If you aren’t ready for your CMMC assessment (almost no contractors are ready), these delays give you more time. This is a good thing. Lessons learned and precedents from the slow rollout will build knowledge about what is needed to pass a CMMC assessment.

For example, very few organizations understand the requirements for inheriting cybersecurity from their cloud providers or Managed Service Providers. As assessments are performed (and failed or passed), the community will start to understand what it takes to be CMMC Level 1 or CMMC Level 3.

Plan to spend some time in June/July to understand major changes due to be released by the DoD, specifically the DFARS Final Rule and the CMMC Scoping Guide. Subscribe to the newsletter here for official links, statuses, and analysis as they are released.

Amira Armond is the chief editor for Amira is also the president of Kieri Solutions, a candidate C3PAO pending assessment of their information system.

8 thoughts on “Is CMMC dead? Why the delays?

  1. Jay says:

    Why dont they just use the RMF process?
    Its already built, is using the same controls ( just names them differently), and already has orgs being assessed.

  2. Brent Watson says:

    I still don’t understand the time wasted on trying to shorehorn 800-53 to 800-171 to try to make something fit for the private sector. The NIST CSF already sets a framework for best practices and maturity levels. The CIS Critical Controls provided an easier path to cyber resilience than 800-171. HITRUST CSF does both… Recreating the wheel may create some delays. The DOD has never had a successful financial audit, yet it is designing an audit methodology? Don’t get me wrong, I like requiring vendors to validate their supply-chain and cybersecurity practices, I just have concerns about the underlying CMMC frameworks (HITRUST has been around since 2009!).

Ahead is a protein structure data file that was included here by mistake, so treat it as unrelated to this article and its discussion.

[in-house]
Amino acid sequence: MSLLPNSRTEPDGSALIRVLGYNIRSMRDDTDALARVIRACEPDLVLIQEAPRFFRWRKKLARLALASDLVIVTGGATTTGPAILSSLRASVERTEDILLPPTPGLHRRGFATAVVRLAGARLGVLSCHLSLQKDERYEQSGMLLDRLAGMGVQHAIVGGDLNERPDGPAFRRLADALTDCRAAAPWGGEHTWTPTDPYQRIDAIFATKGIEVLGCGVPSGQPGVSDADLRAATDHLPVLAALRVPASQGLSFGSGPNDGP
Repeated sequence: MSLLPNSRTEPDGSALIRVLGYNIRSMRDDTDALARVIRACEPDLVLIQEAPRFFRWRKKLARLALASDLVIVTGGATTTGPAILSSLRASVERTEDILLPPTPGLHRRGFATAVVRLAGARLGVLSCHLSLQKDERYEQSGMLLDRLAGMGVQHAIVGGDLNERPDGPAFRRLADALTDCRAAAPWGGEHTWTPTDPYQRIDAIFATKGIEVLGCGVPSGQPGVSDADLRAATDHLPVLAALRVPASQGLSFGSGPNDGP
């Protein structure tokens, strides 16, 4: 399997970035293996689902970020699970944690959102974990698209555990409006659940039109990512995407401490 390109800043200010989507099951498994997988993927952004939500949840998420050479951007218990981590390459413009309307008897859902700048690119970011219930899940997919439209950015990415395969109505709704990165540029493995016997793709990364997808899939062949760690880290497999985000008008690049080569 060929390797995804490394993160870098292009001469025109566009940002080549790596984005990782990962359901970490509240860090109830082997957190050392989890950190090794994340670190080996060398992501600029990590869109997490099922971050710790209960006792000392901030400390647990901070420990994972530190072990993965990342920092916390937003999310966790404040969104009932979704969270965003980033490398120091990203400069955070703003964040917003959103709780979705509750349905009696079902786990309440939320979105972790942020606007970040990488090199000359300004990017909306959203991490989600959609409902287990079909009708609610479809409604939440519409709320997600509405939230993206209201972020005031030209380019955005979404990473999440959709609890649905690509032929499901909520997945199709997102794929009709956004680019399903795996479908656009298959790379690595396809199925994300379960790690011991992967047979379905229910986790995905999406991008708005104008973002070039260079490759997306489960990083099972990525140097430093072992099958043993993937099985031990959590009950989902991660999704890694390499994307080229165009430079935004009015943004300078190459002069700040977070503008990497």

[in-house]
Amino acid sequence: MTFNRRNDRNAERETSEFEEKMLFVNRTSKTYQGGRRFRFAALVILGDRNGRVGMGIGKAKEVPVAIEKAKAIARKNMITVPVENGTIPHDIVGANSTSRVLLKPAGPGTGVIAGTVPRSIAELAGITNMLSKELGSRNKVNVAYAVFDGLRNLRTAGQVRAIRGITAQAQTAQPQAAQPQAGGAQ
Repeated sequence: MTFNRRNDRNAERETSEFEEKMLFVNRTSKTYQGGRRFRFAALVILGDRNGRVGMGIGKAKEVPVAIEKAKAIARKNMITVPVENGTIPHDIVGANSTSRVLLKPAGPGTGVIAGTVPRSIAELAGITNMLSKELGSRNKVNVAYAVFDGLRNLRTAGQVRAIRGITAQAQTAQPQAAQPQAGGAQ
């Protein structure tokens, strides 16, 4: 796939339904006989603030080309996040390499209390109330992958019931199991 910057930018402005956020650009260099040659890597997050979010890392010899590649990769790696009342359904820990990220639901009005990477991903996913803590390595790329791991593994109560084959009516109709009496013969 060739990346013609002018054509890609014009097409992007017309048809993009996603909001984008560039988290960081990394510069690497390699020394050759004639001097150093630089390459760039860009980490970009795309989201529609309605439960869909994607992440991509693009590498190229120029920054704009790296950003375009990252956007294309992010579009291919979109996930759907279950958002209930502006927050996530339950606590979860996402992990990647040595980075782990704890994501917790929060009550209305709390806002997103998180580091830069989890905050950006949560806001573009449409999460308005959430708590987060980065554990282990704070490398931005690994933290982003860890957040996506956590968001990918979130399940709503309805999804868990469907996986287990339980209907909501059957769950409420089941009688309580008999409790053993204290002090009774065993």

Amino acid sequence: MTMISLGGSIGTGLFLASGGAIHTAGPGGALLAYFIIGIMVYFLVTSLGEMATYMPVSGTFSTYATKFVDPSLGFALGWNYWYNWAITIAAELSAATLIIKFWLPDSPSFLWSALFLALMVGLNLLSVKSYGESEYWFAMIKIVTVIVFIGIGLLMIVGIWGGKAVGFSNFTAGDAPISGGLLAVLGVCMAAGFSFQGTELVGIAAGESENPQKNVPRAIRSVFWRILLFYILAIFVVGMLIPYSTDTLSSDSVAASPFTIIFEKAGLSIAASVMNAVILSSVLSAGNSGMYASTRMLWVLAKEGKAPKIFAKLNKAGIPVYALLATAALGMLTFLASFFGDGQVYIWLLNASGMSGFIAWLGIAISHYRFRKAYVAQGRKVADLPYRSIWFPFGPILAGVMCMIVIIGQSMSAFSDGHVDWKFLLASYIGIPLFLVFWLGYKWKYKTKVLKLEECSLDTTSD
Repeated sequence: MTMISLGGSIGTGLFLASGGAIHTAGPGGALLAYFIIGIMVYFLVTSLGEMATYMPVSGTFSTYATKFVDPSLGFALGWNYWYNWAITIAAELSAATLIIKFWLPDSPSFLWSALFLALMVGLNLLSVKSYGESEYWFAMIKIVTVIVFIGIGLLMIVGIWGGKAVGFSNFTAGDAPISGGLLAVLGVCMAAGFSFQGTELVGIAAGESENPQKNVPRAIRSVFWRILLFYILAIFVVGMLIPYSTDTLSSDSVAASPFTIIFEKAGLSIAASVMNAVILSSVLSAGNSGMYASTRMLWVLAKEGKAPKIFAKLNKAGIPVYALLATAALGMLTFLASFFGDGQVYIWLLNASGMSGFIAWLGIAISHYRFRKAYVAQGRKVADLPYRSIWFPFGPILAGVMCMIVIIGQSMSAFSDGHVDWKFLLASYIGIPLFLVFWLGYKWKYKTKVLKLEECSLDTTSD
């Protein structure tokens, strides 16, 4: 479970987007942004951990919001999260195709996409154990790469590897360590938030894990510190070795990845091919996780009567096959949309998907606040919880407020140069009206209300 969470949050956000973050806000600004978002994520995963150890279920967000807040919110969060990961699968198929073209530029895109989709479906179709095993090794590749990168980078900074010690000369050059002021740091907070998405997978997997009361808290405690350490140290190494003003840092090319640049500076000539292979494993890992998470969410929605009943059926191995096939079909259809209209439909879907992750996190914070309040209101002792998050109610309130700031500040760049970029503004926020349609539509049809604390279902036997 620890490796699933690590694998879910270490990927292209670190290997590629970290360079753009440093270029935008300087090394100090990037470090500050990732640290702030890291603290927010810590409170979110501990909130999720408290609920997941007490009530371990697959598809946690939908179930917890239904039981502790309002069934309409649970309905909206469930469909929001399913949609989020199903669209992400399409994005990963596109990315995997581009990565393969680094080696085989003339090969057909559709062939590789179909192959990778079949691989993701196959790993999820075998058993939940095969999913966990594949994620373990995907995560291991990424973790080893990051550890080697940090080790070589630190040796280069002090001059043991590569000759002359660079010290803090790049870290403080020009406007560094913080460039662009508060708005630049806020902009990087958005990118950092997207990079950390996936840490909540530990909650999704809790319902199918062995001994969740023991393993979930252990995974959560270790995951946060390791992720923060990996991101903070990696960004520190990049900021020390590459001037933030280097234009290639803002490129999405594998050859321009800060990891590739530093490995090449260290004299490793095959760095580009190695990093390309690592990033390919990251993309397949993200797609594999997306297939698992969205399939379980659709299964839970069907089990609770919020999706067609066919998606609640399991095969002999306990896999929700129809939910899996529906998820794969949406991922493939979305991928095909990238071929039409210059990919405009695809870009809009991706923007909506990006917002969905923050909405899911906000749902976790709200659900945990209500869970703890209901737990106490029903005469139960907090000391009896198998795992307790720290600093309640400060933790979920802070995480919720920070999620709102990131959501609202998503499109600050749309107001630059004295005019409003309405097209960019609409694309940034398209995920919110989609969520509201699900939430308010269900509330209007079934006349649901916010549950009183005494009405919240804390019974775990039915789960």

3. Mark Fowler says:

    Thanks, Amira for your insight into what’s “under the covers” at CMMC Advisory Board. I agree that it is a good sign that CMMC-AB is adding permanent positions, but this also shows a lack of maturity inside the organization.

    I wish we could get a definitive answer as to when sub-contractors are expected to have a CMMC Level 3 assessment in hand. At this time, I can’t see any more than just a handful of organizations receiving their Level 3 assessment, and all of those are likely to be C3PAOs.

    We appreciate you’re going “out there” and getting us an insider’s perspective!

  4. Thomas Nohs says:

    Thank you Amira,

    The information is invaluable. Being able to share information with the clients is important. As you mentioned in your article, giving the clients more time to get prepared is critical and needed.

    I like the idea of some kind of POAM. Even at 100% there is always change.

  5. Randy A Renk says:

    Well Done Amira….

    Your case is very compelling..but the conclusion seems to support the idea that we will see something far different than CMMC…Perhaps sticking with the NIST 800-171 and -172 combination …tailored & validated by each Program’s contracting officer would be scalable…at least until the DoD “matures”…

    It is their best chance at tackling the problem of protecting CUI…

    Besides…such an approach would reflect the spirit of EO 13556 and 32 CFR 2002

  6. Vince Scott says:

    Thanks Amira! Nicely written. Concur completely with your fundamental presumption that CMMC will stay, but be modified. Look forward to seeing the updates as they come out.